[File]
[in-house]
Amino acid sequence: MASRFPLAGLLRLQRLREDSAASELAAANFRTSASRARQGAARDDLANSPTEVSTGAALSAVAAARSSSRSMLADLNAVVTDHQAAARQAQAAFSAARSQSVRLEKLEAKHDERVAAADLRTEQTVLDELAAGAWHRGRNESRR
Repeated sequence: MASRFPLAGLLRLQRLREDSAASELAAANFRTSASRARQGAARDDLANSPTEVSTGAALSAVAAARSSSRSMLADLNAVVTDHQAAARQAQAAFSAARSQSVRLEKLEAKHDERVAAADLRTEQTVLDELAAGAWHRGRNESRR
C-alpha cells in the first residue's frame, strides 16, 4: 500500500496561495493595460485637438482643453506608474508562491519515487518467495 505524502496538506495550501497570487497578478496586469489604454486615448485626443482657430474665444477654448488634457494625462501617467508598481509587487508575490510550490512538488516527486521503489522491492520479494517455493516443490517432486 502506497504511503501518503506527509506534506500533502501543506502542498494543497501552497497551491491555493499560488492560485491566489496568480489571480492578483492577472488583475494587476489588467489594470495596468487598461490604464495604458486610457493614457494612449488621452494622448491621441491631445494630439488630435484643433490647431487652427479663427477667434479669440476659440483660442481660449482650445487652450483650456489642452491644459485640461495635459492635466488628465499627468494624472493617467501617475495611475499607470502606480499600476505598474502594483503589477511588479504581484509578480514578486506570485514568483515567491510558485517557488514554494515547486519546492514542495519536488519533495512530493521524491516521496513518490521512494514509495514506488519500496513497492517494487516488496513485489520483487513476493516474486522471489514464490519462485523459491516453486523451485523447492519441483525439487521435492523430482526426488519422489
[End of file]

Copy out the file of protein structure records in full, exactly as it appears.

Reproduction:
[in-house]
Amino acid sequence: MASRFPLAGLLRLQRLREDSAASELAAANFRTSASRARQGAARDDLANSPTEVSTGAALSAVAAARSSSRSMLADLNAVVTDHQAAARQAQAAFSAARSQSVRLEKLEAKHDERVAAADLRTEQTVLDELAAGAWHRGRNESRR
Repeated sequence: MASRFPLAGLLRLQRLREDSAASELAAANFRTSASRARQGAARDDLANSPTEVSTGAALSAVAAARSSSRSMLADLNAVVTDHQAAARQAQAAFSAARSQSVRLEKLEAKHDERVAAADLRTEQTVLDELAAGAWHRGRNESRR
C-alpha cells in the first residue's frame, strides 16, 4: 500500500496561495493595460485637438482643453506608474508562491519515487518467495 505524502496538506495550501497570487497578478496586469489604454486615448485626443482657430474665444477654448488634457494625462501617467508598481509587487508575490510550490512538488516527486521503489522491492520479494517455493516443490517432486 502506497504511503501518503506527509506534506500533502501543506502542498494543497501552497497551491491555493499560488492560485491566489496568480489571480492578483492577472488583475494587476489588467489594470495596468487598461490604464495604458486610457493614457494612449488621452494622448491621441491631445494630439488630435484643433490647431487652427479663427477667434479669440476659440483660442481660449482650445487652450483650456489642452491644459485640461495635459492635466488628465499627468494624472493617467501617475495611475499607470502606480499600476505598474502594483503589477511588479504581484509578480514578486506570485514568483515567491510558485517557488514554494515547486519546492514542495519536488519533495512530493521524491516521496513518490521512494514509495514506488519500496513497492517494487516488496513485489520483487513476493516474486522471489514464490519462485523459491516453486523451485523447492519441483525439487521435492523430482526426488519422489